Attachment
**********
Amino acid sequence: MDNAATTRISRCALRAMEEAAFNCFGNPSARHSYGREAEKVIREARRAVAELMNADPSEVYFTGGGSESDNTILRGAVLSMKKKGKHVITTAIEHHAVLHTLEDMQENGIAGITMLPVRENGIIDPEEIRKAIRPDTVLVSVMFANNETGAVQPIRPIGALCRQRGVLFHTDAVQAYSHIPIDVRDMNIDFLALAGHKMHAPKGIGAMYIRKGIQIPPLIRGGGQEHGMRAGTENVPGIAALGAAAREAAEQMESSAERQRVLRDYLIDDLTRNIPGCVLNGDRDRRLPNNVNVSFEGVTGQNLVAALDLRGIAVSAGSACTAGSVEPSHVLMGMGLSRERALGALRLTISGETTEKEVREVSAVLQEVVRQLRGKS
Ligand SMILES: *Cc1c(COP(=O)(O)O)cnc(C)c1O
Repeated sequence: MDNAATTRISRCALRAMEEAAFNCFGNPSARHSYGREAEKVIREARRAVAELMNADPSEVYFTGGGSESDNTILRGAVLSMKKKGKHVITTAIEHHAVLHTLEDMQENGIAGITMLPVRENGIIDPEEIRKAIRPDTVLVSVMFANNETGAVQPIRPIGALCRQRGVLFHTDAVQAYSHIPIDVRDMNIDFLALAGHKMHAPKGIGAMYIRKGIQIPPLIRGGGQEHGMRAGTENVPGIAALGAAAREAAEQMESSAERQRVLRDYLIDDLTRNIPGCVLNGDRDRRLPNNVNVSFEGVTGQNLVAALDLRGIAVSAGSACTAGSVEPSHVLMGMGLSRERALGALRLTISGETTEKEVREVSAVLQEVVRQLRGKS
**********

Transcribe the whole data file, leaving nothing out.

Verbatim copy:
Amino acid sequence: MDNAATTRISRCALRAMEEAAFNCFGNPSARHSYGREAEKVIREARRAVAELMNADPSEVYFTGGGSESDNTILRGAVLSMKKKGKHVITTAIEHHAVLHTLEDMQENGIAGITMLPVRENGIIDPEEIRKAIRPDTVLVSVMFANNETGAVQPIRPIGALCRQRGVLFHTDAVQAYSHIPIDVRDMNIDFLALAGHKMHAPKGIGAMYIRKGIQIPPLIRGGGQEHGMRAGTENVPGIAALGAAAREAAEQMESSAERQRVLRDYLIDDLTRNIPGCVLNGDRDRRLPNNVNVSFEGVTGQNLVAALDLRGIAVSAGSACTAGSVEPSHVLMGMGLSRERALGALRLTISGETTEKEVREVSAVLQEVVRQLRGKS
Ligand SMILES: *Cc1c(COP(=O)(O)O)cnc(C)c1O
Repeated sequence: MDNAATTRISRCALRAMEEAAFNCFGNPSARHSYGREAEKVIREARRAVAELMNADPSEVYFTGGGSESDNTILRGAVLSMKKKGKHVITTAIEHHAVLHTLEDMQENGIAGITMLPVRENGIIDPEEIRKAIRPDTVLVSVMFANNETGAVQPIRPIGALCRQRGVLFHTDAVQAYSHIPIDVRDMNIDFLALAGHKMHAPKGIGAMYIRKGIQIPPLIRGGGQEHGMRAGTENVPGIAALGAAAREAAEQMESSAERQRVLRDYLIDDLTRNIPGCVLNGDRDRRLPNNVNVSFEGVTGQNLVAALDLRGIAVSAGSACTAGSVEPSHVLMGMGLSRERALGALRLTISGETTEKEVREVSAVLQEVVRQLRGKS